The most recent report by the Queensland government, released in November 2016, found that in 2015 alone 10,942 divorces were granted in Queensland. This was 243 more registered divorces than the year before.
This echoes the findings the AMP NATSEM Modern Family report. The ten-year study found that Queensland has the highest divorce rate in Australia, with 25 in every 1,000 marriages resulting in divorce on average.
Divorce is a devastating process for all parties involved. From legal disputes to property settlements, there is a lot of tense discussion that follows a divorce. However, the separation process gets a lot trickier when there are kids involved.
The separation process gets a lot trickier when there are kids involved.
Exploring co-parenting as an option
For Queensland parents that choose to go through a divorce, there are a lot of things to consider. Who will get primary custody? What kind of arrangement is best for the children? How will you manage to amicably deal with your ex-spouse for the sake of your kids?
One of the best options for divorcees is co-parenting. It is an arrangement that allows both of you to be equally involved in your child's upbringing through a parenting partnership. Having a cooperative and productive relationship with your ex-spouse has huge benefits for your children.
According to Harvard Health Publication HelpGuide.org, kids of divorcees with a co-parenting relationship feel more secure, have a healthier example of relationships and adjust quicker than children with hostile divorced parents.
Understandably, some divorces are more turbulent than others. In particularly hostile situations co-parenting isn't always a viable option. However, for those divorcees that can manage to maintain a friendly parental relationship with their former partners, we have some tips for to make your parenting partnership more effective.
Take your feelings out of the equation
It's natural for you to still have leftover feelings towards your ex-partner – whether they are feeling of resentment or hurt or frustration. However, it is critical to separate these emotions from your behaviour.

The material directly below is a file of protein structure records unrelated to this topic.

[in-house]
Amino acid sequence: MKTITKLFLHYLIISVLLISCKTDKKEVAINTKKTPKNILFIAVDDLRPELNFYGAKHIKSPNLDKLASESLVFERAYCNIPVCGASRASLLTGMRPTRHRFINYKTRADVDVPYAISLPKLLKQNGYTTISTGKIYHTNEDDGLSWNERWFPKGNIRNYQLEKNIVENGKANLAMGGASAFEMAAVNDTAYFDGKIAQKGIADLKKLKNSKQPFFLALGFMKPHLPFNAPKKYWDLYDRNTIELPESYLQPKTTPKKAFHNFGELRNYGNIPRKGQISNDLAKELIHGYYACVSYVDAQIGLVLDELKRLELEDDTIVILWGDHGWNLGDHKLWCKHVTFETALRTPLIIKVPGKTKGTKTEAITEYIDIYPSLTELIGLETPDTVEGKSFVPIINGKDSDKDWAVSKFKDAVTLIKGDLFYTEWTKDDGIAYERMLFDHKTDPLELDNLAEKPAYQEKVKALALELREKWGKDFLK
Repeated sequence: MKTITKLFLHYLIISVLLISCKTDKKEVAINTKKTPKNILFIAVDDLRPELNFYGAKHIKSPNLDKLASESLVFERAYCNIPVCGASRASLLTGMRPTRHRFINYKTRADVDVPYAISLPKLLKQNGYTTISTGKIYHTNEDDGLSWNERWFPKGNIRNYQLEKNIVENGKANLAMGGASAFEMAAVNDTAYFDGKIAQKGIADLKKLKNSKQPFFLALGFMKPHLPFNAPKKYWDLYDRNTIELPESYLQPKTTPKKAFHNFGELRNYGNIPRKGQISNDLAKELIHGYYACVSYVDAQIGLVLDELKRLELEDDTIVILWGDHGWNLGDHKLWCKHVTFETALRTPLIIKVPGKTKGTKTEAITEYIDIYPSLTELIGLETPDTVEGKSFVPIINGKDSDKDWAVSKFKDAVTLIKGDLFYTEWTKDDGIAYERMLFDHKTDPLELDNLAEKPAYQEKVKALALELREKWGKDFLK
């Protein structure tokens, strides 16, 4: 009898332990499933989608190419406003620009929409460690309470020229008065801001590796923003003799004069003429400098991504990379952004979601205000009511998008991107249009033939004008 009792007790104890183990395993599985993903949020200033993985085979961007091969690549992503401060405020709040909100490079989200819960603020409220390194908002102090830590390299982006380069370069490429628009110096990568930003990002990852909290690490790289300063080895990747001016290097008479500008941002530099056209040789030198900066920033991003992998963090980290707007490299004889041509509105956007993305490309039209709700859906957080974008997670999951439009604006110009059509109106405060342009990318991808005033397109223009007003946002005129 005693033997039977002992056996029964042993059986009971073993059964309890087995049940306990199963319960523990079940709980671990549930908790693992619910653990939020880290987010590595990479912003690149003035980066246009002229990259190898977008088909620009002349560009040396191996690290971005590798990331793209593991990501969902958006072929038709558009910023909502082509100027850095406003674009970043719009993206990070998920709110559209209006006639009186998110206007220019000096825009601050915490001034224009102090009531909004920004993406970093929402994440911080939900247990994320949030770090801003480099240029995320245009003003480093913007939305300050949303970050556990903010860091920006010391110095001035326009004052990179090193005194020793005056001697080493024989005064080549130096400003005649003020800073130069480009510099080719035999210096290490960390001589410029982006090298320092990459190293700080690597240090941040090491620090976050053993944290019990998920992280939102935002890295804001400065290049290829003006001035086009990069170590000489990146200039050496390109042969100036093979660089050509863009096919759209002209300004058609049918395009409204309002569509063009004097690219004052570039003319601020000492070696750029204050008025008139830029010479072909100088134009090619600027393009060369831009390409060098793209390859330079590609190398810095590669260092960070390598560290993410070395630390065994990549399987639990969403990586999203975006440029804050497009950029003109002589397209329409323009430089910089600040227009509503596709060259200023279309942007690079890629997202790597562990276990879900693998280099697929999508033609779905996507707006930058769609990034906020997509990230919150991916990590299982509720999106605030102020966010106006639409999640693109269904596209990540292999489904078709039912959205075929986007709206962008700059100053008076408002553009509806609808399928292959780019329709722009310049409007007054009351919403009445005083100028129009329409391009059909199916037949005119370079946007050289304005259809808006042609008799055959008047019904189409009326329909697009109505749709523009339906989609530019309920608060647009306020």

Remember: your main priority is the well-being of your kids. Lashing out at your partner or bad-mouthing them in front of your children is helpful to nobody. Practice mindful calming activities when you feel yourself getting worked up and make sure you have someone you can vent to when you need to.
Aim for consistency where it matters
It's near impossible to achieve consistency at every level of parenting, even when you're not divorced. However, in co-parenting it's important to keep some baseline of regularity in important areas.
Rules should be generally similar across the two households. Discipline should also translate between houses – if your child is banned from video games at your former partner's house this should remain true in your home. Lastly, schedule consistency is important, especially with younger children. Keep bedtimes, dinner time and homework time as similar as possible between homes.
Rules should be generally similar across the two households. Discipline should also translate between houses.
Approach your relationship like a business partnership
You want to treat your co-parent the way you would treat a respected business partner. Be cordial, neutral and stick to your points. Make sure your communication is strong, both in terms of you stating what you need for them and you listening to what they need from you. Set up regular appointments to talk and discuss your children – so you can make joint decisions and present a united plan to your kids.
In the event that co-parenting is not an option and your child custody agreements become unmanageable, you need to get in touch with a family law specialist. Here at WGC our team of family lawyers are well-versed in these delicate matters and can help sort your situation out – reach out today!